Applications in ubiquitous environments are required to adapt dynamically to context of use situations unforeseeable at design time. Application code generated from models at design time fail to provide the required flexibility for adaptations at runtime. A solution to this problem is the use of models at runtime. Making the models available at runtime enables the reasoning about the structure of the application and the decisions of the developer when she is no longer available.
The use of Runtime Models also has several advantages for the development of adaptive applications. Models can be queried at runtime in order to gain information and detect the situations that require an adaptation of the application. In addition, a structural change in the Runtime Models leads to an adaptation of the application. This means, by reconfiguring the models the application can be adapted to the current context of use. This is an advantage because models operate on a high level of abstraction and are thus easy to understand and reconfigure. Additionally several techniques for Model Reconfiguration already exist.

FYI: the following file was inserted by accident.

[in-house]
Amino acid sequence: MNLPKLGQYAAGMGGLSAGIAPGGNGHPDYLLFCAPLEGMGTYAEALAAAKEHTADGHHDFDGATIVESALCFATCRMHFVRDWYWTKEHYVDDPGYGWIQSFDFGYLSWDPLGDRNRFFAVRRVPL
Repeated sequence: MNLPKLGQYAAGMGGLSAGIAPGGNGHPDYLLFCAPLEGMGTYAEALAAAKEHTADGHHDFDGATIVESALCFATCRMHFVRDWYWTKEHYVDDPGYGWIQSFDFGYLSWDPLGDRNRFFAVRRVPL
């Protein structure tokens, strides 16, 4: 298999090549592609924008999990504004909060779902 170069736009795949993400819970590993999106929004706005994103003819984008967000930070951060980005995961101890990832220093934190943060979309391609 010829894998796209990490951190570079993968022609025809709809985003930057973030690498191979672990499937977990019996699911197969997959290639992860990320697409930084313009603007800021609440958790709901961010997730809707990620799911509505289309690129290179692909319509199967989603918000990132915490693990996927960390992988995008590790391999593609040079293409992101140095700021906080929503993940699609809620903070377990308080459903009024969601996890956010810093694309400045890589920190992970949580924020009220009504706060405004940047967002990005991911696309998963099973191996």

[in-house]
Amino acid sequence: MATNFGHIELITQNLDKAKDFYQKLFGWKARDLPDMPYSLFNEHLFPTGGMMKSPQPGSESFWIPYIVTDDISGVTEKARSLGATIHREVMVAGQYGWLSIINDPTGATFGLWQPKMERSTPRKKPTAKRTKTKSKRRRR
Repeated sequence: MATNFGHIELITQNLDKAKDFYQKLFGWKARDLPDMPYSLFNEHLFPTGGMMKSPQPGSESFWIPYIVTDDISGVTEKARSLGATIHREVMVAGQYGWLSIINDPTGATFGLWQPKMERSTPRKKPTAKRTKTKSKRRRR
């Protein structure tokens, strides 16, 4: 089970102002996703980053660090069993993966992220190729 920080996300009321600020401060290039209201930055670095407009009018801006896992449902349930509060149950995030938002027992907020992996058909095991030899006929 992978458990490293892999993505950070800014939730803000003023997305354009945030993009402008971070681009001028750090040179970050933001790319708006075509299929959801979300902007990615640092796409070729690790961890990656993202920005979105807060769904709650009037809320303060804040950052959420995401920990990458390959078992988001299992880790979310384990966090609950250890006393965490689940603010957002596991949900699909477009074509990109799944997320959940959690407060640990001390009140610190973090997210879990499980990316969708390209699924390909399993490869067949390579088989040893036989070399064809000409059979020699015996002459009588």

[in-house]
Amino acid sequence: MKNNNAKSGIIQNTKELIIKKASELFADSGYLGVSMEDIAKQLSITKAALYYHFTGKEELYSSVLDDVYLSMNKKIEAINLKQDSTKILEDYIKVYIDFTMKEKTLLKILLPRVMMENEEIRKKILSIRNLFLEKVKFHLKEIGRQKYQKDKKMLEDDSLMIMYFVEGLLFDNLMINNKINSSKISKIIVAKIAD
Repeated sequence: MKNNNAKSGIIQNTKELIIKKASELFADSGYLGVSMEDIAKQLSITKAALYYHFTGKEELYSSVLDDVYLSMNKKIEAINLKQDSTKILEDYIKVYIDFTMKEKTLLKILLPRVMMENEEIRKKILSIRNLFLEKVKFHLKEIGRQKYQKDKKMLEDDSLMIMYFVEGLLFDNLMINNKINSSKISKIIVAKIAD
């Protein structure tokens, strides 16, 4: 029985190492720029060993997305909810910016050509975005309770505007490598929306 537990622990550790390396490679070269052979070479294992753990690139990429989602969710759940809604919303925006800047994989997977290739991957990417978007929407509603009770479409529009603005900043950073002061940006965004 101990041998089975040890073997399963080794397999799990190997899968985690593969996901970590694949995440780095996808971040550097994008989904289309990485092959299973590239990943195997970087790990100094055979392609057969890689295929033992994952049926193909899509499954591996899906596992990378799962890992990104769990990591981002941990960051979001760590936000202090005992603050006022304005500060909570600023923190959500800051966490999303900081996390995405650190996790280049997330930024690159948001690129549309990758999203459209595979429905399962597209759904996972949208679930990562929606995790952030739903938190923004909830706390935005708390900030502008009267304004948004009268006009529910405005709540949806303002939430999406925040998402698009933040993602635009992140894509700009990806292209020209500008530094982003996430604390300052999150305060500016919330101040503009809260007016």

Our research in this area mainly focuses on techniques that can be applied for describing Model Reconfigurations. This encompasses techniques for reconfiguring models of specific languages and their properties as well as high level reconfiguration operations that enable the designer of an adaptive application to describe complex workflows of reconfigurations of several models.